The Persistent Universe (Part 2) — Infinity

After more than 3 decades of contemplating infinity, I can say with confidence, infinity is one of the least understood concepts of mankind. What it means precisely depends entirely on who you ask. No one has cornered the market on the definition of infinity, contrary to what anyone believes. It is wide open for interpretation. As it sits currently, it is undefined, scientifically speaking.

Cantor was wrong, not that set theory is wrong or bogus math, but it has absolutely nothing to do with infinity, or God. Set theory is just a mathematical process for handling large unknown numbers of objects. By all modern day standards Georg Cantor was a religious fanatic. He believed God assigned him math homework. He also believed his Omega Infinity to be God. Cantor was looking for heaven or God in the numbers. To say Georg Cantor was bias in his conclusions would be a gross understatement. Sorry Georg, man invented numbers, and that’s well documented. Infinity is no more God than a toaster.

Understand, I am not taking away from Georg Cantor’s mathematical productivity. And I am not disparaging religious beliefs. All I’m saying is that Georg Cantor developed “Set Theory”, not “Infinite Set Theory”. There is no such thing as an infinity of infinities. Infinity has one meaning, as finite has one meaning.

The only solution is to wipe the slate clean, and start over. Forget about everything you think you understand about infinity.

Numbers are a creation of mankind. We created our base-10 numbering system using a redundant logic designed to extend forever in either direction, depending on the designation we choose. Positive or negative. Applying finite and infinite to the numbering system came later. Simply put, infinity is not a specific number, any more than finite is a specific number. We should know, because we invented numbers. Understanding that simple fact rules out any definition describing infinity as a number. There is no “absolute” or “Omega” infinity. That’s absurd.

Infinity is the opposite of finite. That’s all it means numerically. Finite defines static numeric states, so it stands to reason that infinity would describe dynamic numeric states. And that’s about the only correlation finite or infinity has to our numbering system.

Take this definition from Google.

in·fin·i·ty

Mathematics — a number greater than any assignable quantity or countable number (symbol ∞).

First of all, any number that is defined in static terms is finite. To suggest that infinity is “a number” contradicts the meaning of infinity. Next, our numbering system was designed using redundant logic. There’s no such thing as a number greater than any assignable quantity or countable number. To suggest there is would be to reject the fundamental mechanics of our base-10 numbering system. Personally, I think our numbering system works pretty well. It is quite ingenious. Call me an optimist, but I don’t see our base-10 numbering system breaking down in the umpteenth decimal place where it can no longer describe a countable number. Seems to be pretty sound and irrefutable logic to me.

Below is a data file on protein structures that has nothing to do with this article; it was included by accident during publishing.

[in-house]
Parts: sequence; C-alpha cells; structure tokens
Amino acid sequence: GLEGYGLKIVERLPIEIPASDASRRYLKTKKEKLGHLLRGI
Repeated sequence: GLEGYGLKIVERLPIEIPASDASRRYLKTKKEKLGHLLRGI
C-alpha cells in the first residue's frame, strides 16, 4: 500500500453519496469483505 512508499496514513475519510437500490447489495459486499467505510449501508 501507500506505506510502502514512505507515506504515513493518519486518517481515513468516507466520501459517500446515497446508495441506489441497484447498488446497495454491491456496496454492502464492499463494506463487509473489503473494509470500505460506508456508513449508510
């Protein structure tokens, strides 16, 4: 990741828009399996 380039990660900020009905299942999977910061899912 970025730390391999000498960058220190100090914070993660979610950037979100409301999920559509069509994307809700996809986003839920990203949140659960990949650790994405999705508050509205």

To suggest infinity is a number greater than any other number, is like suggesting finite is a number more equal to itself than any other number. Ludicrous.

The mathematical definition of infinity is baseless nonsense. It is meaningless garbage. Word salad. It’s baffling no one questions it.

The only thing that makes sense is that numbers evolved to some greater ethereal or supernatural meaning well beyond their original purpose or intent. It’s as if some believe numbers exist independently of mankind, and that we didn’t invent them, we discovered them. Oddly enough that makes a certain amount of sense, considering something like numerology.

Numbers were developed by mankind for commerce. We chose a base-10 numbering system because we had 10 fingers or digits. We could do basic counting and math with our hands, something we were most likely doing long before the development of our full base-10 numbering system. 3 seashells for 1 fish.

To suggest that an incomprehensible or undefinable number exists beyond our comprehensible numbering system is pure fantasy. It wreaks of magic and the supernatural.

What became clear to me is that infinity has nothing to do with counting objects. There is no such thing as an infinite quantity. And I’m not convinced we can define quantities in the real world as finite either. And I know that might sound a little strange and hard to buy into. But…

Can we claim there is a finite number of apples in the universe?